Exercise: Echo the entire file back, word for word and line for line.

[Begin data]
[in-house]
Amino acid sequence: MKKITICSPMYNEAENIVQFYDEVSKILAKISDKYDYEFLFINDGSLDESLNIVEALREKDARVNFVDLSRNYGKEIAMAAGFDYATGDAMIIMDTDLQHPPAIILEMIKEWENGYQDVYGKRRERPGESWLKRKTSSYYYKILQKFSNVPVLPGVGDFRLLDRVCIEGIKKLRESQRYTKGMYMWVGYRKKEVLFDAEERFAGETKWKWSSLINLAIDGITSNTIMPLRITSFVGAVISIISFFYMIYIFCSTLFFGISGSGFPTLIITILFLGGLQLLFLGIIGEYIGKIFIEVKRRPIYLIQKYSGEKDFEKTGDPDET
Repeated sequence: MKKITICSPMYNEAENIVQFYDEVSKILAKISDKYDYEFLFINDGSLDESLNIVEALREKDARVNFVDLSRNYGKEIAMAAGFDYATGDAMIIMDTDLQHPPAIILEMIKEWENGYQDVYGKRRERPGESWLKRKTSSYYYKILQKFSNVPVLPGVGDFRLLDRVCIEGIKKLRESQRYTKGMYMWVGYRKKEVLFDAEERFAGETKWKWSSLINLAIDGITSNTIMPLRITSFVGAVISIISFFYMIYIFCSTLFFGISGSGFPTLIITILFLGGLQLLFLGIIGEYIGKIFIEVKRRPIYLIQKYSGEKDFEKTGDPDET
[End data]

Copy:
[in-house]
Amino acid sequence: MKKITICSPMYNEAENIVQFYDEVSKILAKISDKYDYEFLFINDGSLDESLNIVEALREKDARVNFVDLSRNYGKEIAMAAGFDYATGDAMIIMDTDLQHPPAIILEMIKEWENGYQDVYGKRRERPGESWLKRKTSSYYYKILQKFSNVPVLPGVGDFRLLDRVCIEGIKKLRESQRYTKGMYMWVGYRKKEVLFDAEERFAGETKWKWSSLINLAIDGITSNTIMPLRITSFVGAVISIISFFYMIYIFCSTLFFGISGSGFPTLIITILFLGGLQLLFLGIIGEYIGKIFIEVKRRPIYLIQKYSGEKDFEKTGDPDET
Repeated sequence: MKKITICSPMYNEAENIVQFYDEVSKILAKISDKYDYEFLFINDGSLDESLNIVEALREKDARVNFVDLSRNYGKEIAMAAGFDYATGDAMIIMDTDLQHPPAIILEMIKEWENGYQDVYGKRRERPGESWLKRKTSSYYYKILQKFSNVPVLPGVGDFRLLDRVCIEGIKKLRESQRYTKGMYMWVGYRKKEVLFDAEERFAGETKWKWSSLINLAIDGITSNTIMPLRITSFVGAVISIISFFYMIYIFCSTLFFGISGSGFPTLIITILFLGGLQLLFLGIIGEYIGKIFIEVKRRPIYLIQKYSGEKDFEKTGDPDET